That’s not totally fair, as it was a substantial effort for the setting but still felt hindered by its length. The title tilt was set up by a match that suffered from the same issue, going to a 20-minute time-limit draw in the G1. This wasn’t a tournament match though, nor was it a ‘PPV’ main event, instead playing its proper role as an undercard shootout. They have just shy of 14 minutes here, packing absolutely everything possible in that runtime.

Initially, it’s a pretty simple formula, and remains mostly familiar throughout. Effectively, it’s Tama Tonga plugged in to your traditional NEVER Openweight war. Forearms, shoulder tackles, suplexes, the usual. Offensively, that fit isn’t always perfect but for what he lacks in content, Tonga makes up for with believability and toughness. Either way, they put together some engaging enough building blocks, then exploding into a finishing stretch at around the halfway point.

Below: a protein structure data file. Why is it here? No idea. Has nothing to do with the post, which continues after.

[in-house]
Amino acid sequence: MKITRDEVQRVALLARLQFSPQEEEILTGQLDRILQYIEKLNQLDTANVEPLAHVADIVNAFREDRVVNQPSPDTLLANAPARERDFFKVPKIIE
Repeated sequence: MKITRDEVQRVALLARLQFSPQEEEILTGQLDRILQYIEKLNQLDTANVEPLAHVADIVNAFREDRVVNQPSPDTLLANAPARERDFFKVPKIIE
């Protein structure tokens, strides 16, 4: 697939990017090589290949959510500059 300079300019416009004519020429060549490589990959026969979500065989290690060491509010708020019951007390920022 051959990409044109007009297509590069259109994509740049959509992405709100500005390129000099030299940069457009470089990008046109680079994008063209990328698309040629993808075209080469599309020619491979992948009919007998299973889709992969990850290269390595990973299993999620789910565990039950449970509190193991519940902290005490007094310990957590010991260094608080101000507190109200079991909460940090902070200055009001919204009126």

It’s really tightly constructed, with Takagi’s firepower and Tonga’s athleticism combining neatly. The more snappy layout allows the near falls to actively build momentum, with each false finish building on the last. They also maintain a subtle stylistic clash along the way, with Tonga’s usual sequence bursts playing in opposition to Takagi’s more direct, crunchy offerings. Their pace really hooks Tokyo Dome too, earning genuine heat by the quite dramatic finish.

The final act is so pronounced here that even at this runtime, the match packs a noticeable punch, almost feeling like a miniature epic. In truth, it’s simply the right match for this pairing, and almost certainly Tonga in general. Even still, this does feel like an extreme example on that front, as the motivation is palpable. Their effort is befitting the occasion here, supplying increasingly familiar play calls with a pivotal passion.